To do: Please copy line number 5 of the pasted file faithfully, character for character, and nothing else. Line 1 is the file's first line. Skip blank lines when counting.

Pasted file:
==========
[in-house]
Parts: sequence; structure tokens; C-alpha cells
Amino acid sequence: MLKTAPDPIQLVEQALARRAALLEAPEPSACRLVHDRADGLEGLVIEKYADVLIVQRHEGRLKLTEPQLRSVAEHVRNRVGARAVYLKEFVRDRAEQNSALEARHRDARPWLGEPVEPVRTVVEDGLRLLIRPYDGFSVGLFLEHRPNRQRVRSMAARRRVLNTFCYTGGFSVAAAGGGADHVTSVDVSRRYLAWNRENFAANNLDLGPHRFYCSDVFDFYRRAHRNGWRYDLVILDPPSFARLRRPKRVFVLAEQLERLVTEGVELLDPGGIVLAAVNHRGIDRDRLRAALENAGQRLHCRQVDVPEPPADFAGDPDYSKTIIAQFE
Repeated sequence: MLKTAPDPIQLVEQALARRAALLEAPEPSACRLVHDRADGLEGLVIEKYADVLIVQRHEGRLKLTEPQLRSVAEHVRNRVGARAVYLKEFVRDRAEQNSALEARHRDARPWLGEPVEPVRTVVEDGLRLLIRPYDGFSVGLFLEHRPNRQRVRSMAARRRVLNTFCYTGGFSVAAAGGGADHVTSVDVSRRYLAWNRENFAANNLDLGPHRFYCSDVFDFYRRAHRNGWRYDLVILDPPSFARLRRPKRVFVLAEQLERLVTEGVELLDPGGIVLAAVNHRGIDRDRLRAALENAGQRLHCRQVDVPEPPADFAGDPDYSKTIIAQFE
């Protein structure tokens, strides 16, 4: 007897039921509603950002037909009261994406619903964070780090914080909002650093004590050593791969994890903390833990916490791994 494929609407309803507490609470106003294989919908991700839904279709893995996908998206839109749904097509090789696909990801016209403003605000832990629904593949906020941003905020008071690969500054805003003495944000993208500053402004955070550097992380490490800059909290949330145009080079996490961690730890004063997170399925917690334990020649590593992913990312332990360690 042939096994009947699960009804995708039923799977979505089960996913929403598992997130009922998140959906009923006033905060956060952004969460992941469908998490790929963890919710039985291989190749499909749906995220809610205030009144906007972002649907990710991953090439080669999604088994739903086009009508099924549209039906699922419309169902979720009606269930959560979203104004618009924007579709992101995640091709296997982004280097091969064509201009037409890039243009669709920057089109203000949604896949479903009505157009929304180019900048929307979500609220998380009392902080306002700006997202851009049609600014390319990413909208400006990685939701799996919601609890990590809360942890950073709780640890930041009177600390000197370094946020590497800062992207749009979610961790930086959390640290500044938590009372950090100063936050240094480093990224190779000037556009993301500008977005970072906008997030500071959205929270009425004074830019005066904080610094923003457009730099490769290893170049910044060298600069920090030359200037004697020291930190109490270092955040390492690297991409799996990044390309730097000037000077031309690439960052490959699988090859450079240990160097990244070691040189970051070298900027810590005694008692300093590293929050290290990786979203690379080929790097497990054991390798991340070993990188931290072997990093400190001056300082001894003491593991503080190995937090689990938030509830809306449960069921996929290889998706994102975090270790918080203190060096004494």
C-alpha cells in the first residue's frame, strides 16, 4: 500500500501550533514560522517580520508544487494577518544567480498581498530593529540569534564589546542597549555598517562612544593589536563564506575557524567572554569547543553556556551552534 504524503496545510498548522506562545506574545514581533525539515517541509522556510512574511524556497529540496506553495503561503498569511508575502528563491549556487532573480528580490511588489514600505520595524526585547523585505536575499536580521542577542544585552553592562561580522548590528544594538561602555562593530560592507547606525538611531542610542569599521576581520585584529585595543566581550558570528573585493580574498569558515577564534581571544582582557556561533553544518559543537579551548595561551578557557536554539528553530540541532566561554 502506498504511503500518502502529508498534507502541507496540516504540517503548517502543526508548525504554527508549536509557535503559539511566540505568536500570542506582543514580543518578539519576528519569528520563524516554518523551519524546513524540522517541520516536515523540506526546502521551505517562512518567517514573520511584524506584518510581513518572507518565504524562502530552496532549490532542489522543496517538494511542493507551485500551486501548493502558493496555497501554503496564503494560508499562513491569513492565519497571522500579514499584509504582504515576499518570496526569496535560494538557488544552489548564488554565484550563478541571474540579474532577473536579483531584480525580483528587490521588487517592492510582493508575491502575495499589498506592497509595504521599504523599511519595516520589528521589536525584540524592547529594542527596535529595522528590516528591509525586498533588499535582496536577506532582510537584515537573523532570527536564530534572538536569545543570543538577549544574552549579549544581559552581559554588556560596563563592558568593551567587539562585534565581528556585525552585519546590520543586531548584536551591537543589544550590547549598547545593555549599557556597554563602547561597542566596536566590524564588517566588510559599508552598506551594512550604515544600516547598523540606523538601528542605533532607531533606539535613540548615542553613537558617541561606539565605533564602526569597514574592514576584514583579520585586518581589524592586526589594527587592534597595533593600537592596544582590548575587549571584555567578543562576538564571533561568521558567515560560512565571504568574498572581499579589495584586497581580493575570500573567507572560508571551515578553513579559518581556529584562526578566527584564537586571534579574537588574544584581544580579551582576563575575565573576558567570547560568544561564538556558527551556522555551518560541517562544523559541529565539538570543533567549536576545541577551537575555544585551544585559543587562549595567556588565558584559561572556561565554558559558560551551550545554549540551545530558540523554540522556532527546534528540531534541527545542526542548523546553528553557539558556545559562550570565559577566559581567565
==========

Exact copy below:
């Protein structure tokens, strides 16, 4: 007897039921509603950002037909009261994406619903964070780090914080909002650093004590050593791969994890903390833990916490791994 494929609407309803507490609470106003294989919908991700839904279709893995996908998206839109749904097509090789696909990801016209403003605000832990629904593949906020941003905020008071690969500054805003003495944000993208500053402004955070550097992380490490800059909290949330145009080079996490961690730890004063997170399925917690334990020649590593992913990312332990360690 042939096994009947699960009804995708039923799977979505089960996913929403598992997130009922998140959906009923006033905060956060952004969460992941469908998490790929963890919710039985291989190749499909749906995220809610205030009144906007972002649907990710991953090439080669999604088994739903086009009508099924549209039906699922419309169902979720009606269930959560979203104004618009924007579709992101995640091709296997982004280097091969064509201009037409890039243009669709920057089109203000949604896949479903009505157009929304180019900048929307979500609220998380009392902080306002700006997202851009049609600014390319990413909208400006990685939701799996919601609890990590809360942890950073709780640890930041009177600390000197370094946020590497800062992207749009979610961790930086959390640290500044938590009372950090100063936050240094480093990224190779000037556009993301500008977005970072906008997030500071959205929270009425004074830019005066904080610094923003457009730099490769290893170049910044060298600069920090030359200037004697020291930190109490270092955040390492690297991409799996990044390309730097000037000077031309690439960052490959699988090859450079240990160097990244070691040189970051070298900027810590005694008692300093590293929050290290990786979203690379080929790097497990054991390798991340070993990188931290072997990093400190001056300082001894003491593991503080190995937090689990938030509830809306449960069921996929290889998706994102975090270790918080203190060096004494």